Regional Gardening Reports :: National Gardening Association

Southwestern Deserts

November, 2009
Regional Report

Plant a Kid's Bean Tepee

Use at least three 6- to 8-foot poles as your supports. The more poles, the sturdier the tepee and the more plant weight it will support. Set the poles firmly in the ground several feet apart in a triangle shape and lash them together at the top with a strong cord. Wrap string or other ties around the tepee every 8 to 12 inches so the vines have something to climb on. Leave an opening in the front for your young (and old!) tepee dwellers to enter. Plant climbing bean (or sweet pea or other climbers) seeds around the outside edge of the tepee and keep them consistently moist until they germinate. As they begin to grow, train them up the tepee until they start climbing on their own. Spread several inches of a dry mulch, such as heavy chipped straw, on the floor of the tepee for kids to sit on.

Continue Harvesting Citrus

Taste-test citrus fruit for flavor, as the longer it stays on the tree, the sweeter it becomes. Navel and Arizona sweet oranges may be ready for harvest now, but grapefruit and Valencia oranges usually sweeten up later. Tangerines, tangelos, lemons, limes, kumquats, and limequats may be ready for picking now.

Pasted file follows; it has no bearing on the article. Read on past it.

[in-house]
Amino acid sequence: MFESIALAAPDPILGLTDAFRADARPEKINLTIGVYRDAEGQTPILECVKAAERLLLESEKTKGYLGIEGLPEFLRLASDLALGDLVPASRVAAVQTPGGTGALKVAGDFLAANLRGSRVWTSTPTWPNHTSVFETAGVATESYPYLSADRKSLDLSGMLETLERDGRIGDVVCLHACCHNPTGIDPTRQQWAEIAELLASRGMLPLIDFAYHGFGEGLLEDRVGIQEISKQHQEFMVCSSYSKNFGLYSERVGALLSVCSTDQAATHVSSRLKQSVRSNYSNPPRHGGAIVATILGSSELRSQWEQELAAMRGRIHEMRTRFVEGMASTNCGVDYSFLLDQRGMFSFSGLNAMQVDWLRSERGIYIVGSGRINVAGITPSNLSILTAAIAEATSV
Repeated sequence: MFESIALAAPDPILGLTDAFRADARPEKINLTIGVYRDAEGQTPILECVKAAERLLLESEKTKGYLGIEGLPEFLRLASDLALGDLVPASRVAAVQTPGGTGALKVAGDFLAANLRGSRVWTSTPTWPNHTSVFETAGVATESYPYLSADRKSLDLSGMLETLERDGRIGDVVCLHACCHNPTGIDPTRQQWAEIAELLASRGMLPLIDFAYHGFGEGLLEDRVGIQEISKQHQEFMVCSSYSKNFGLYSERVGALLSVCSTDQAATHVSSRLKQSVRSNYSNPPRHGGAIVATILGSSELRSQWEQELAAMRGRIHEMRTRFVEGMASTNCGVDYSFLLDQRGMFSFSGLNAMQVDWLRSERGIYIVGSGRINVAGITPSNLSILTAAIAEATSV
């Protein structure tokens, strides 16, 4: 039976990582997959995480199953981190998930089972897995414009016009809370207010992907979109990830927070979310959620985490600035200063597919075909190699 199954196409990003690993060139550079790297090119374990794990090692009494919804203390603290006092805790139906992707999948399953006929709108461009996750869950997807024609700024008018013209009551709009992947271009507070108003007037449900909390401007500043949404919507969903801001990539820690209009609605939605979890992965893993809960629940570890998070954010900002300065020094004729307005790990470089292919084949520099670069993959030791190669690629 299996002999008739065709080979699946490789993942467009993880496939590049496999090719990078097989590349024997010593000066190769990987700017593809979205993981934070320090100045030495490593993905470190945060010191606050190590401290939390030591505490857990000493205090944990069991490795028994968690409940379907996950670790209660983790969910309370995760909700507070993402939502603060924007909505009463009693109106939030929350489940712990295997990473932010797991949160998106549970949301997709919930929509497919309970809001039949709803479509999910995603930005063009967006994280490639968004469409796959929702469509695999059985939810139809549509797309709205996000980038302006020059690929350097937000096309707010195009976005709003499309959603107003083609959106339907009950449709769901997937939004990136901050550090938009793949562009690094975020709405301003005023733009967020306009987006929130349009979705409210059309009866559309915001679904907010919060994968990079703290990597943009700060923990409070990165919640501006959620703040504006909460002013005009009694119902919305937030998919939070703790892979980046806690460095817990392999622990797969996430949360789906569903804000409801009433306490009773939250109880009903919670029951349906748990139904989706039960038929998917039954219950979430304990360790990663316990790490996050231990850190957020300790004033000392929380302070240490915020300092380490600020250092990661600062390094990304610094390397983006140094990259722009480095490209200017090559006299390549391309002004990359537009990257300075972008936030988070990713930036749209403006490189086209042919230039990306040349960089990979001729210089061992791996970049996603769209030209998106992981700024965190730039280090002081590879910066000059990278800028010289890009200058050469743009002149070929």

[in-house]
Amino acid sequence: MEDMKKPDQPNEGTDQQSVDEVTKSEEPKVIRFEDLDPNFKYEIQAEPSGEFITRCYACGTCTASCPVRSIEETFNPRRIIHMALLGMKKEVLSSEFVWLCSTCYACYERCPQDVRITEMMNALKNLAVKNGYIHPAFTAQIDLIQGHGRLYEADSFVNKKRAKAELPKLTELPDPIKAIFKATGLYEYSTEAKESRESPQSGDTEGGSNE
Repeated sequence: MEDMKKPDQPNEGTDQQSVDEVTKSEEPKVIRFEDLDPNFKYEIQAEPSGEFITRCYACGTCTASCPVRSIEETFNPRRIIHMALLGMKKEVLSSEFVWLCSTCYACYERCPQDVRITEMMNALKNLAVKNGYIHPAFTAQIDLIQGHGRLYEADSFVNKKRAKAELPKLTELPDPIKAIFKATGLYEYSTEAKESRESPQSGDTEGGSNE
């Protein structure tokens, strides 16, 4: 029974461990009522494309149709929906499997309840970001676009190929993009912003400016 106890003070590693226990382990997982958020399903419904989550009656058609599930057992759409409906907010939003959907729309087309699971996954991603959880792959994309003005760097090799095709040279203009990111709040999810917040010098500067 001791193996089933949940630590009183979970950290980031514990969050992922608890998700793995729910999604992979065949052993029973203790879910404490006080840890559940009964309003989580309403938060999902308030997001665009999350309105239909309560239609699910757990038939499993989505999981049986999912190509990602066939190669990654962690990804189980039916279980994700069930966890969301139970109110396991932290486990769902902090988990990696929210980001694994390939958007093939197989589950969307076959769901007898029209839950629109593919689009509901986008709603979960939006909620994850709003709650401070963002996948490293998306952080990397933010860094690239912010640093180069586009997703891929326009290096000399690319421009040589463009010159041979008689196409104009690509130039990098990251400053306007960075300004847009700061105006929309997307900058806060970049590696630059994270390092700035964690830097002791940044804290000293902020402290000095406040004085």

Planting Bulbs

You can still plant spring-blooming bulbs this month in the low desert if you haven't done so already. Mix a phosphorus-rich fertilizer such as bone meal into the bottom of the planting hole to promote bloom. Bulbs that were planted earlier this fall may be poking up green shoots now. Keep soil moderately moist, but don't overwater or bulbs can rot. A 2-inch layer of mulch will help maintain soil moisture.

Reduce Watering Frequencies

Now that temperatures are dropping, cut back on how often you water. Overwatering in cool weather is a significant problem in the Southwest, as native and desert-adapted plants don't like their roots to sit in wet soil. Continue to water deeply through the plant's entire root zone, but don't water as frequently as you do during hot weather.

Holiday Plant Care

Provide blooming holiday plants such as poinsettia and Christmas cactus with bright light, but keep them out of direct sunlight and cold drafts and away from heating units. Maintain consistent soil moisture. Take off the colorful foil wraps when watering, so water can run out the drainage holes and not sit in the base of the pot and rot the plant's roots.


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